Safety topped the agenda Wednesday night at a community forum held in Corona del Mar.
More than 50 residents joined city officials at the OASIS Senior Center for the forum, hosted by the Corona del Mar Residents Association. The meeting addressed quality-of-life issues directly impacting CDM residents. Notable concerns centered on cyclists running red lights, motorists rolling through stop signs and pedestrians jaywalking on East Coast Highway.
Newport Beach police Chief Jay Johnson told residents the department is trying to address the issues by increasing motor officer presence in the community and identifying problem areas through the use of radar trailers.
"What we have found is that when we put traffic officers at hotspots on the streets, it also deters crime in those areas," Johnson explained.
Crime in Corona del Mar and across the city is down, added Johnson.
"We have one of the safest cities in the state,” he said.
The death of 47-year-old resident Donald Lee, who died following a house fire in CDM on Sept. 10, was also briefly mentioned at the meeting. Newport Beach Fire Marshal Kevin Kitch reminded residents about the importance of functioning smoke alarms and the need to have two exit routes in case of a fire.
"Early alert and being able to get out has a huge impact on fire-related deaths," Kitch said.
In regards to Lee's death, Johnson said he wanted to let residents know that emergency responders arrived quickly on scene.
"The response time for that tragic incident was two minutes and 18 seconds―that's pretty fast," Johnson said. "Between police and fire we got there pretty quick, and I hope you take comfort in that."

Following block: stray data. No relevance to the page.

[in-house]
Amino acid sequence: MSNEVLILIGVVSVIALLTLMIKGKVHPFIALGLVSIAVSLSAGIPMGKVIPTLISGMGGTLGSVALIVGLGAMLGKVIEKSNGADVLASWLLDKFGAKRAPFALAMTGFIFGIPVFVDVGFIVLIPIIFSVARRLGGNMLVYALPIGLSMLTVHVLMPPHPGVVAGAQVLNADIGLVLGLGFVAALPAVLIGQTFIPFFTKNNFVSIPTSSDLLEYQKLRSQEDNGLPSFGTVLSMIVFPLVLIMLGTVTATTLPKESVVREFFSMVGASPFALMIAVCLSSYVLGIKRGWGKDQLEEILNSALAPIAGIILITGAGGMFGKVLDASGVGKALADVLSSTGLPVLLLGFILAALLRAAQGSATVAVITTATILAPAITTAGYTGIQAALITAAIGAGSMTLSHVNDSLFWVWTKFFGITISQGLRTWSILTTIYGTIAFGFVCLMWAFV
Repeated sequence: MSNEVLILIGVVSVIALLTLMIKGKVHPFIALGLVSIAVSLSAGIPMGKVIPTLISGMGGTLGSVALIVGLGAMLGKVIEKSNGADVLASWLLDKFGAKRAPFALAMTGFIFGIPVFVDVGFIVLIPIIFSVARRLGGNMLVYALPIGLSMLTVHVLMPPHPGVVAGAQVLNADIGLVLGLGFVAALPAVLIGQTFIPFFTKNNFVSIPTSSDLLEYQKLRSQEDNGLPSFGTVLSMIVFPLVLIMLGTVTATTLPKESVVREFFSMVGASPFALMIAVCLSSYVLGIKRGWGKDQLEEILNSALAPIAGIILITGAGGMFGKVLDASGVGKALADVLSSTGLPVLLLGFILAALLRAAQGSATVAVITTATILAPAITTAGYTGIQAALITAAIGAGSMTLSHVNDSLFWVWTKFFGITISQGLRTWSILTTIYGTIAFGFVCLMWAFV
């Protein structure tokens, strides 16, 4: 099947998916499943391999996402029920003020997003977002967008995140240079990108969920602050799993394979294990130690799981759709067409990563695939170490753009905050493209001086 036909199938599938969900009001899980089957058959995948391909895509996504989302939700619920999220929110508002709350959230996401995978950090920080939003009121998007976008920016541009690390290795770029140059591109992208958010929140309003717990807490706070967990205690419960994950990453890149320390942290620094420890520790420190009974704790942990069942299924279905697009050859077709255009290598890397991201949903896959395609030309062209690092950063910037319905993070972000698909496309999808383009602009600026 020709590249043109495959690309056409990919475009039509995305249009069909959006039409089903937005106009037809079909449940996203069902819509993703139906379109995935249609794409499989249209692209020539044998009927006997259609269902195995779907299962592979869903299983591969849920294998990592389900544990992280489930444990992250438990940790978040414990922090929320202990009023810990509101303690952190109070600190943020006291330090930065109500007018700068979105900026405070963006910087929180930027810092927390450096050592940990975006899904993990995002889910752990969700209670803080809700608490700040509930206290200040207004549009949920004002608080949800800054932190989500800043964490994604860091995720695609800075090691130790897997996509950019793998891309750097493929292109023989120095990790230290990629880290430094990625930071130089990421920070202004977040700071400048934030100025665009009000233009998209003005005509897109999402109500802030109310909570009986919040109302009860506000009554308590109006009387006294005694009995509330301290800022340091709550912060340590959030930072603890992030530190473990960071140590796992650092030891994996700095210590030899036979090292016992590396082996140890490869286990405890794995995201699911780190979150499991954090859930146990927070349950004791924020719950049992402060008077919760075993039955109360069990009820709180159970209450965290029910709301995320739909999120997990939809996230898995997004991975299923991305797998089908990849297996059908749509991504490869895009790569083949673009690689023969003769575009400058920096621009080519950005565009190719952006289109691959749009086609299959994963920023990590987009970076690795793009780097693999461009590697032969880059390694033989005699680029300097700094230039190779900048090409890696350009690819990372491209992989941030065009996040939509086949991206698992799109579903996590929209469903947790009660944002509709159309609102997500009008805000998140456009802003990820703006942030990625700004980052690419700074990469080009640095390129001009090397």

The forum shifted gears when Sean Matsler, a member of the city's bike safety committee, addressed the bike safety issue and said sharrows, or shared lane markers, will be installed along Coast Highway, between MacArthur and Poppy avenues, before the end of the month.
Matsler says residents should know the only things sharrows do is enforce existing law.
"Cyclists are allowed to travel in the motor travel lane when there is no bike lane," Matsler explained. "Sharrows will alert motorists that cyclists can be here."
Also at the meeting
In Newport Beach, the race for open seats on the Newport Beach City Council will be uncontested, therefore a candidates forum was not held. However Councilman Ed Selich, the incumbent for District 5, briefly spoke to residents to express his excitement for another four years on the council.
"I hope that's a statement of confidence," Selich said of the uncontested race. "I am looking forward to a vibrant and fruitful four years."
Tony Petros, who is running unopposed on Nov. 2 for the District 2 seat on the City Council, also introduced himself to the crowd saying he is looking forward to joining the council.
"We live in a great city, we need to remain vigilant," Petros said. "We shouldn't be resting on our laurels now. We need to look ahead."
Newport Beach Mayor Pro Tem Keith Curry, incumbent for Newport Coast's District 7, was unable to attend the community forum.
The community briefly debated the city's one ballot measure in the upcoming election Measure EE, which would amend the city's charter. Mayor Nancy Gardner urged residents to support the measure, which would make 38 changes to the city's charter if approved. The measures include banning the use of red-light cameras and incorporating protections against class-action lawsuits against the city.
"The changes will make city government more efficient without weakening any of our protections," Gardner said.
Robert Hawkins, who opposes Measure EE, encouraged residents to vote against it.
"Thirty-eight changes with one vote―that's enough to reject it. You don't even have to think about anything else," Hawkins said.